At Corbett Public Relations we are all about education and making people better marketers. We work with businesses to get their brand message heard in the media and for individuals we work with them to grow their personal brands.
At the recent show we differentiated our booth by creating a show within the show. We did this by setting up a unique video and audio studio environment. Throughout the day we interviewed sponsors, business leaders and exhibitors in talk-show fashion. This was done live on Periscope; we also recorded on video and audio. The interviews will be used as a future podcast and as videos to further support the show’s value for our firm and for the show producer.
Earlier, I mentioned the importance of planning for trade shows. I worked with my team for weeks to plan and prepare but the effort paid off in several ways. We attracted considerable attention during the show with attendees stopping by to watch and also take photos of what was going on. Some of these photos were posted on social media creating an additional buzz. We took photos with guests and these were shared online. The process created content for my soon to be launched podcast and videos for the Corbett Public Relations YouTube Channel. The investment of time paid off with leads for business. We helped to strengthen our brand awareness and recognition in our home market of Long Island.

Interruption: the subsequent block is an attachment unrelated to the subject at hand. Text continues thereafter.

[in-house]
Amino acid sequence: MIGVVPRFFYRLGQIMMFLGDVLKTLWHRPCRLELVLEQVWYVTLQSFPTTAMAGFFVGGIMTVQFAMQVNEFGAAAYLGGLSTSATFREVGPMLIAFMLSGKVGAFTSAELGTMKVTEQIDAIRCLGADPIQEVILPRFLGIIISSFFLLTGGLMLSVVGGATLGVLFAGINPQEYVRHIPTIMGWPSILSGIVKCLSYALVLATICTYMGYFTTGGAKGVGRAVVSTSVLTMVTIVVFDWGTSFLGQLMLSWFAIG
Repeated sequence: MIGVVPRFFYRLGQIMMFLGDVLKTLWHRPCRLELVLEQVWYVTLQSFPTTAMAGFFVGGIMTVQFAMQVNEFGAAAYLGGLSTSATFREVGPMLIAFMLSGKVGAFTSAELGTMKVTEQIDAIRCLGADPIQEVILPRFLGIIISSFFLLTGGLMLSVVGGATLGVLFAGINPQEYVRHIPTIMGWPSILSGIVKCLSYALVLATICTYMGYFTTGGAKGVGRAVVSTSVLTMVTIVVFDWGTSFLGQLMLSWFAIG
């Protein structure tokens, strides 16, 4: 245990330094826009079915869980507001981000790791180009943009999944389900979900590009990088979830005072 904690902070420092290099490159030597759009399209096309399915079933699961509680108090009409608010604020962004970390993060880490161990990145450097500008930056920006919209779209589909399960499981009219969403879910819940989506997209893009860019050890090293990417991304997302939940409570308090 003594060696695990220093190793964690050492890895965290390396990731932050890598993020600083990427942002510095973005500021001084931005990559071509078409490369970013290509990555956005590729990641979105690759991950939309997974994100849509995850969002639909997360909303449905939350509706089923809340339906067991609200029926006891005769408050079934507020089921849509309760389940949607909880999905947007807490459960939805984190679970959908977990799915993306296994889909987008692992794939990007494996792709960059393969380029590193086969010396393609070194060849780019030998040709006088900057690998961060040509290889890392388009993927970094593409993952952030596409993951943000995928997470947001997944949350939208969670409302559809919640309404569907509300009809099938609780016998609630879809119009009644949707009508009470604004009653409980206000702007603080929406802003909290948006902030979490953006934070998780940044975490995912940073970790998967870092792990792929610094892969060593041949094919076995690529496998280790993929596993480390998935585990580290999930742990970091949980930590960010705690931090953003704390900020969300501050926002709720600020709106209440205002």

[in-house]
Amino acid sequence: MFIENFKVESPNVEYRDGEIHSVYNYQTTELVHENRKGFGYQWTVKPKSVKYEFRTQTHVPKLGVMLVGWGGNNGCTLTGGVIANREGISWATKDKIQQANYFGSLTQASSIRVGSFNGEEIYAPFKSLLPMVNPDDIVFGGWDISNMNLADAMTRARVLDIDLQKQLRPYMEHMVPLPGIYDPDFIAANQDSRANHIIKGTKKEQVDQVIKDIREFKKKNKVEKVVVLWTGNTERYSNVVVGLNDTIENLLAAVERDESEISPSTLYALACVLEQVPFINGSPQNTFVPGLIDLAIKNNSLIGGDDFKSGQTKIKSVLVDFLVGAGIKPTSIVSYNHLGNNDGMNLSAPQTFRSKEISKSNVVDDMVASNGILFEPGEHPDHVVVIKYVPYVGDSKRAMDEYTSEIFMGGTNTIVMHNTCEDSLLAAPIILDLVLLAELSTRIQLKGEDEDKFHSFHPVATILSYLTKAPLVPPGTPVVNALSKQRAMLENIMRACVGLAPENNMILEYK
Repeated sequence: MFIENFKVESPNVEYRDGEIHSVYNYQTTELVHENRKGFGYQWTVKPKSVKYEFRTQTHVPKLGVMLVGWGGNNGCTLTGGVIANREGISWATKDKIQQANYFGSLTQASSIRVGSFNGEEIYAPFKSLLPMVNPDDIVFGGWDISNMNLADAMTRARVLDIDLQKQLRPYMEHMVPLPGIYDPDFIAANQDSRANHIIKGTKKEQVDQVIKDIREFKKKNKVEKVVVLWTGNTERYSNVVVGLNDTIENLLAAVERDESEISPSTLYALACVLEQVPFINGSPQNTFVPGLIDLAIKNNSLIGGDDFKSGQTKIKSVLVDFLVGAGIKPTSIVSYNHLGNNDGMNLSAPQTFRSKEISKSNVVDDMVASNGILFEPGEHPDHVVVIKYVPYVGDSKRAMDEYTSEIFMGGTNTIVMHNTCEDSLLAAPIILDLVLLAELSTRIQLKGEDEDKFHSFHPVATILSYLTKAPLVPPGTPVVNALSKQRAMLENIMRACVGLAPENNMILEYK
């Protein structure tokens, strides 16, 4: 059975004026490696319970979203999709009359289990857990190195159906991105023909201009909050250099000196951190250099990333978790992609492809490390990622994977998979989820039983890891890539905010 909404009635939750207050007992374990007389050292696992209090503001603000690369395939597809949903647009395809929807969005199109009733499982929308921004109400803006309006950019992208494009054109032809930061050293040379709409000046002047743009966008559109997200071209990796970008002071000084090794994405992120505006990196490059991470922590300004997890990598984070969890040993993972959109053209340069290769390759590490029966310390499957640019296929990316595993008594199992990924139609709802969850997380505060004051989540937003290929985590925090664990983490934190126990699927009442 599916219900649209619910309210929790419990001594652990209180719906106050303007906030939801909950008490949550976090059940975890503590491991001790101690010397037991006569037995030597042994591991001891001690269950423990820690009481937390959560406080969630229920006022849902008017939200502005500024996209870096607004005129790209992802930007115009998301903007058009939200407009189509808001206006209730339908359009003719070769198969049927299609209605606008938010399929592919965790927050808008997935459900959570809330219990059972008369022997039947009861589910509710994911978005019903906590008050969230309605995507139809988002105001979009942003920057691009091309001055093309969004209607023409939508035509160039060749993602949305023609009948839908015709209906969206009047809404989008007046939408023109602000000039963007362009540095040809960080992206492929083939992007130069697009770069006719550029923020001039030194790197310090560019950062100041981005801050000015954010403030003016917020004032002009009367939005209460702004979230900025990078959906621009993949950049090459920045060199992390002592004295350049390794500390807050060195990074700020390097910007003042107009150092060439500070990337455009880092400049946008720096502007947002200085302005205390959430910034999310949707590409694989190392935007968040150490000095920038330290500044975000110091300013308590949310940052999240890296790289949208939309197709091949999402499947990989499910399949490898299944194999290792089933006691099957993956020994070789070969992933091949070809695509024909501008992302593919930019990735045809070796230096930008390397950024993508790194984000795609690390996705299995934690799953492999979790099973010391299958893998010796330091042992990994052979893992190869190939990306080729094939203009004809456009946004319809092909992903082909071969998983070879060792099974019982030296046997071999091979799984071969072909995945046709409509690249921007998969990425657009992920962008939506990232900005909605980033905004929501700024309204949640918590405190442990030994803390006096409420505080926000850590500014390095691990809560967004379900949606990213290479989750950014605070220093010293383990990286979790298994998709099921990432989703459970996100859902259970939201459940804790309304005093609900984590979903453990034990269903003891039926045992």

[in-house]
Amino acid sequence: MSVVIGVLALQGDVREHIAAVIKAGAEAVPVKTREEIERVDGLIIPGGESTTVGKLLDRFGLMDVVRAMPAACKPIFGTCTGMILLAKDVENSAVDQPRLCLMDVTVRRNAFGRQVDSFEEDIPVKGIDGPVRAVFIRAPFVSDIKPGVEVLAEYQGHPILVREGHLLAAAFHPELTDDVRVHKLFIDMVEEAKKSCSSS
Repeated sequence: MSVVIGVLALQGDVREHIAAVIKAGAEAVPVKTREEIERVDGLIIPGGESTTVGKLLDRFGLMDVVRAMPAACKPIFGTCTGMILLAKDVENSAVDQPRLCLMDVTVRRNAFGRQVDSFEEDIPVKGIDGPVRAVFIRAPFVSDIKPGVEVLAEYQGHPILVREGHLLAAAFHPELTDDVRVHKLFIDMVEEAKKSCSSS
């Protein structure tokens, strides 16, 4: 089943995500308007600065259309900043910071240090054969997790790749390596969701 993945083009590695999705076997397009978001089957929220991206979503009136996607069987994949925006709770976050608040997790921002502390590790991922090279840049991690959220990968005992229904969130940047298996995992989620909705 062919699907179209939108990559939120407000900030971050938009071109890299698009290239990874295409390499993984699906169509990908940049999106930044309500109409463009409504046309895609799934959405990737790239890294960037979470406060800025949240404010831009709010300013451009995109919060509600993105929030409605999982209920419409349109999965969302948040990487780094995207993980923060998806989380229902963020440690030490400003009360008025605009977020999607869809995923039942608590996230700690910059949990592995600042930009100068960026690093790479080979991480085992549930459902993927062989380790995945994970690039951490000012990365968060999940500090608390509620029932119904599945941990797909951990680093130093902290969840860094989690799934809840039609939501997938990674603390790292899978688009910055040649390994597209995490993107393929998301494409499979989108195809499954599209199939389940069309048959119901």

During the recent show I played “double duty” as a featured speaker for one of the seminars. For those who are speakers or offer seminars at a trade show, remember you need to give your audience an incentive to visit your booth after your presentations is over. I offer tips sheet on how to use LinkedIn more effectively and questions to ask to identify your key differentiators.
There is a saying that the “real” trade show starts after the trade show ends. This is when you will follow up on your leads. Unfortunately, there are those who expend their time, energy and money at shows but never follow up. An estimated 61 percent of trade show leads are never followed up on – truly a frightening statistic.
Remember to block off a full day to follow up after the show. I usually wait one day then follow up with my best contacts. Have a follow up system and process. Identify the best prospects and work your way down the list. You may have to try to reach people four or more times. Keep trying, you made the investment and this is why you were at the show to begin with.
To avoid such horror stories, remember to plan out your trade shows activities including marketing strategies. Think about what you are going to do and be sure to follow up with what you are going to do after. Take the time to assess your show activities, examine what you did well and identify areas for improvement. Review your plan and make notes about how you will make your next trade show more successful. Avoid the scary mistakes I have outlined and look for ways to be different, attract attention and find more prospects.
By Bill Corbett